“There’s the auction man. We’ll have a circus to-night; he can talk a man to death in five minutes. Wonder what he’s got in that box.”

In about thirty days from the day I made my first sale of jewelry I arrived at Cheboygan, Michigan; and upon taking an inventory of stock and cash, found I had cleared just six hundred and twenty-five dollars over and above all our expenses.

On calling for my mail at this place I received a letter from the proprietor of the wholesale house I had been dealing with, requesting me to come to Chicago at once, as they had a very important proposition to make to me. When I returned to the hotel I met my wife in the hall and said: “Flo., I guess G. & S. want to take me in partnership with them; at any rate they have written me to come to Chicago, and I think we’d better start at once.”

We boarded a small steamer for Traverse City, where we took the steamer “City of Traverse,” and after about forty-eight hours’ ride arrived in Chicago, and I immediately called on the firm with a feeling of almost absolute assurance that thirty minutes later would find me a member of the concern. After shaking hands and passing the time of day, one of the firm called me into his private office and informed me that they had concluded to put me on the road at a stipulated salary.

“But I never work on a salary. It’s against my principles and ideas of business.”

“Yet you would certainly prefer a sure thing, wouldn’t you, Johnston?”

“No, sir; not a bit of it. I wouldn’t snap my finger for a sure thing. There is no fun, excitement or satisfaction in a sure thing, and worse still, no money in it.”

“Well, you wouldn’t refuse an extra good offer, would you?”

“Yes, sir, I think I would.”

“Do you mean to say that money wouldn’t hire you?”

“Oh, no. I don’t say that.”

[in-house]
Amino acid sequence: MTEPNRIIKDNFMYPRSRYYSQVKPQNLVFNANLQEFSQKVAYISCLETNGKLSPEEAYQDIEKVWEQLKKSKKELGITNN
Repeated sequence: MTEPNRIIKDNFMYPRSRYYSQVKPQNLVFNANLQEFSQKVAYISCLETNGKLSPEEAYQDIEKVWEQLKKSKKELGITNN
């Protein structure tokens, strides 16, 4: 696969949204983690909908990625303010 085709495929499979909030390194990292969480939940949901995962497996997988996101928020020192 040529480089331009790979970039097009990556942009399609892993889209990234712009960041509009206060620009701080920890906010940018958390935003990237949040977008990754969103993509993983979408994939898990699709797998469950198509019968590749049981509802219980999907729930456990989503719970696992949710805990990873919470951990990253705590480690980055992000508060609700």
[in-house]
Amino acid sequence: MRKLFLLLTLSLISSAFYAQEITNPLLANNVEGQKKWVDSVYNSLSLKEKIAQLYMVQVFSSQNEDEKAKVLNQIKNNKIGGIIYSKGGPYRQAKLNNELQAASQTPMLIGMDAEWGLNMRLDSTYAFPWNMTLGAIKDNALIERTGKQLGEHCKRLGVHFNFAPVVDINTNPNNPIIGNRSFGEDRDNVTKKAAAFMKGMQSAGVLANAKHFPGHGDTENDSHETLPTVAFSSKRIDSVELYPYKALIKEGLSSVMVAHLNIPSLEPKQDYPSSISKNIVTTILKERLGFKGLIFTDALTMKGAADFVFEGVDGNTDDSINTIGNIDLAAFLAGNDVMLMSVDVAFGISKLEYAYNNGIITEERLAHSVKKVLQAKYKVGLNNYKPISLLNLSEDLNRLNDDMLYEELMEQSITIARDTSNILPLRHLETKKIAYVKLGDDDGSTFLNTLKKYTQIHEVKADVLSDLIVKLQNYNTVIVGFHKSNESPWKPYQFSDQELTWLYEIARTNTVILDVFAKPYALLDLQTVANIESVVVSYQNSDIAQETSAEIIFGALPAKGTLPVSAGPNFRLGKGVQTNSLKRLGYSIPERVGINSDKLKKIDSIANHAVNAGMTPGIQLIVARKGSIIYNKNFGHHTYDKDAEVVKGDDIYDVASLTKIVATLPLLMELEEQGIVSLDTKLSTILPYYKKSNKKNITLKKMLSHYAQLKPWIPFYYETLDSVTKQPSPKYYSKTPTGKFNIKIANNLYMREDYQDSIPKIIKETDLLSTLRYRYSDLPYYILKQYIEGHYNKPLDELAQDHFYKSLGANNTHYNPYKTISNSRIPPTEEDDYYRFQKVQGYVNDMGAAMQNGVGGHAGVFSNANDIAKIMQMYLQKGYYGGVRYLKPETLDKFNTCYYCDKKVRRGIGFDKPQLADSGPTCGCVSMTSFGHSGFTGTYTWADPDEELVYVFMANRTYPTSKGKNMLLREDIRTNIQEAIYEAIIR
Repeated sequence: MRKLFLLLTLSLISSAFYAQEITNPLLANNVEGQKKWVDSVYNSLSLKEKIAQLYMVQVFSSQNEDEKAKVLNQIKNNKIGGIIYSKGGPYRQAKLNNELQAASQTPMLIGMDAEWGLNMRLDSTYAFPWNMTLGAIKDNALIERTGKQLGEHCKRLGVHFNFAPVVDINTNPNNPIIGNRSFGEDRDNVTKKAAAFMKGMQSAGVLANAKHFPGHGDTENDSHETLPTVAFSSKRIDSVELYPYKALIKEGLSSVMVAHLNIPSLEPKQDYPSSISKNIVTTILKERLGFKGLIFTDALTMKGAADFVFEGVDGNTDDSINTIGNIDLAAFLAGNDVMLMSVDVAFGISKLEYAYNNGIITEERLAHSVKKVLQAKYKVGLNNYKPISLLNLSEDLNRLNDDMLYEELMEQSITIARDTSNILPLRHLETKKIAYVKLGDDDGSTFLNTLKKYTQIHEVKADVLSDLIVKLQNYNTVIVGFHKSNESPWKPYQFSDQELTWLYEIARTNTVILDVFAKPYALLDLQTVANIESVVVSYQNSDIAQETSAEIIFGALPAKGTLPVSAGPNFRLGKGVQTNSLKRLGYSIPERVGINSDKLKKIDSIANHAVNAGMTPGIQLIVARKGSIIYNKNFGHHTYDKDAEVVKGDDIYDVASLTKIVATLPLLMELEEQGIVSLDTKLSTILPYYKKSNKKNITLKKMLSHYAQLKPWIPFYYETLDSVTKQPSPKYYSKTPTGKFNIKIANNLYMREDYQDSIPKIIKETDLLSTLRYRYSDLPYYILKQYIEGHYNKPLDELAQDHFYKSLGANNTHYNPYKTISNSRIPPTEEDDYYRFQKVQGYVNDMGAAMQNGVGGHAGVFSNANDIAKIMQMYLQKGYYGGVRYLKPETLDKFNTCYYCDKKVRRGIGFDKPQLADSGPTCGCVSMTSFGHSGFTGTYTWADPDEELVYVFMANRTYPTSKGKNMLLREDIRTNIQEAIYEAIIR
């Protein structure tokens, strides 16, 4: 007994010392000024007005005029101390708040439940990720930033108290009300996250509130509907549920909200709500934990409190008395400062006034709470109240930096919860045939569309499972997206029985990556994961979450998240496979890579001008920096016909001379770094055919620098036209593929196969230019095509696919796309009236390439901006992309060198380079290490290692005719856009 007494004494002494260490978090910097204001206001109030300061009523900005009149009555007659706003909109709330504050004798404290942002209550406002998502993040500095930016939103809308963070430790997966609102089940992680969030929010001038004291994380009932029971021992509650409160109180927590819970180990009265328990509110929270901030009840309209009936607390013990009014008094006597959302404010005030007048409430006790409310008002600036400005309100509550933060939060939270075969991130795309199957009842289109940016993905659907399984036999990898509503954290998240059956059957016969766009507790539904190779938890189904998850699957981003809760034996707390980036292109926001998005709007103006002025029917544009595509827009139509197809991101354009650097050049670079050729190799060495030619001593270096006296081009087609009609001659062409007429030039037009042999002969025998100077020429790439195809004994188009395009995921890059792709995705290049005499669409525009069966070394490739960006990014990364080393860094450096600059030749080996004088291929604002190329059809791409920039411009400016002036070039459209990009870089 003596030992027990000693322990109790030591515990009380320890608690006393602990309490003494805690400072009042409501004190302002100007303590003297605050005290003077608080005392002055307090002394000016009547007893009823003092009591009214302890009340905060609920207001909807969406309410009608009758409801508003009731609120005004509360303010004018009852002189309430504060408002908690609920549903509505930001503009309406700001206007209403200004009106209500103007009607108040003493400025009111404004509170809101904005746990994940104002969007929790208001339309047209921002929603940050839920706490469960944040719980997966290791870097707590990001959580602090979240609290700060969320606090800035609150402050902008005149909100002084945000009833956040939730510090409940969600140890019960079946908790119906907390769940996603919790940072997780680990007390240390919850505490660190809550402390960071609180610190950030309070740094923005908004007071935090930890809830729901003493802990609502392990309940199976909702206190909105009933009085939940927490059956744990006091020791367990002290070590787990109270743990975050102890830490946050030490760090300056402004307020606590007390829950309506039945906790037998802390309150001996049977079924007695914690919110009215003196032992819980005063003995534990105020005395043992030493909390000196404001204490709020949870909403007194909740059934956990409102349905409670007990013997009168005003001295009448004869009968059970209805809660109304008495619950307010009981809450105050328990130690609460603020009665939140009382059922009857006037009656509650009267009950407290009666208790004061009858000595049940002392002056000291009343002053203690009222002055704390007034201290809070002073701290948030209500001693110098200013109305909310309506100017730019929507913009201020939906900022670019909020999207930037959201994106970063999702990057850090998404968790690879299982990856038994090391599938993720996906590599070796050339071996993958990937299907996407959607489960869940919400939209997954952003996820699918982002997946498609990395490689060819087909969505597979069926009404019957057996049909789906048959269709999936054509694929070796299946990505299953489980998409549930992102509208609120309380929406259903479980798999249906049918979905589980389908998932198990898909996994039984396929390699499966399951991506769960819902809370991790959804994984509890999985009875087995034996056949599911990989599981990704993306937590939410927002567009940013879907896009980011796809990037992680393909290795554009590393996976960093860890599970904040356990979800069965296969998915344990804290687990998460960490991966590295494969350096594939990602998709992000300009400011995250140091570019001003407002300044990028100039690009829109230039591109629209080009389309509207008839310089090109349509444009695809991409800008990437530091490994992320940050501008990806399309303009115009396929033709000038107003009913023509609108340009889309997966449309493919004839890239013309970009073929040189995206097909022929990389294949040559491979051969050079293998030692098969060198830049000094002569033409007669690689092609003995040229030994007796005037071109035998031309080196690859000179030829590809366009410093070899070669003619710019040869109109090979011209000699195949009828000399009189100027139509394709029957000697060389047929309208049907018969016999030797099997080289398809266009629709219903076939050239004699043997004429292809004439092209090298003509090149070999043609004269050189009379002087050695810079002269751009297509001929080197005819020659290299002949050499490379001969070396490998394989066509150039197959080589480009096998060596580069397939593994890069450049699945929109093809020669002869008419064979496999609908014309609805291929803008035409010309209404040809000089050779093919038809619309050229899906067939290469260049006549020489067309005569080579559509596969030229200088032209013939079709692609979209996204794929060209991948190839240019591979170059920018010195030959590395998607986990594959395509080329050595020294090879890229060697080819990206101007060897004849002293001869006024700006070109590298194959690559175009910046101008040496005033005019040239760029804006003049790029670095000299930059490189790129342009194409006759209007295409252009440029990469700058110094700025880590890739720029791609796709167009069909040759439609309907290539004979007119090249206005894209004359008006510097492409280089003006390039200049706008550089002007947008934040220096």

“Well, now just stop to consider, Johnston, how many years you have been working for yourself; and how much are you worth?”

“Indeed, Mr. S., I am worth more than you are, to-day.”

“How so?”


“Experience? Do you claim that as capital?”

“Indeed I do, sir, and worth more than all your store. I have been several years getting ready to make money, while you have been making it before you got ready. I have had too many ups and downs in my early life not to be able to profit by at least some of them sooner or later; and I can’t afford now to go to work for you on a salary, and give you the benefit of all these years’ experience. Not much, sir, and I’ll just keep ‘hus’ling.’ If I can’t win, I can die in the cause.”

“But the probabilities are, you will never get enough ahead to start a business of your own, and will always keep in the same old rut.”

“But I am not the ‘rutty’ kind, Mr. S. Besides, I dislike to work for any one but Johnston.”

“Well, let’s see how much it will take to hire you for a year.”

“Very well; you mark on a piece of paper how much you will give, and I’ll mark how much I’ll take.”

He agreed, and assured me he was going to make me an extra good offer for a new-beginner. When we had both put down our figures we threw our papers on the desk. He had marked six hundred dollars a year and expenses, and I had put down thousand dollars and expenses.

I asked, with much astonishment, if he didn’t mean thousands, and he, with equal astonishment, asked if I didn’t mean hundreds.

On my assuring him that I meant just what I had put down, he asked on what basis I figured. I answered, on the basis of having cleared over six hundred dollars the first month, on a capital of fifty dollars’ worth of goods and one million dollars’ worth of experience.

“Great Heavens! have you cleared that much since you commenced?”

I convinced him by showing my stock and cash on hand. He said he knew, of course, that I had been selling a great many goods, but he supposed I had done so by cutting prices.

I at once made arrangements to start out again.

The firm offered me a limited credit of one hundred dollars, which I accepted, realizing that some day I would find it convenient to have some one to refer to in case I should get in shape to begin business for myself.

My wife again accompanied me, and we returned to Northern Michigan and began with excellent sales. I delivered all my goods on the spot, and sold exclusively for cash.

We continued on in this manner till fall, visiting almost every town in Northern Michigan and Wisconsin, when I had increased my stock to several hundred dollars, and was making money fast.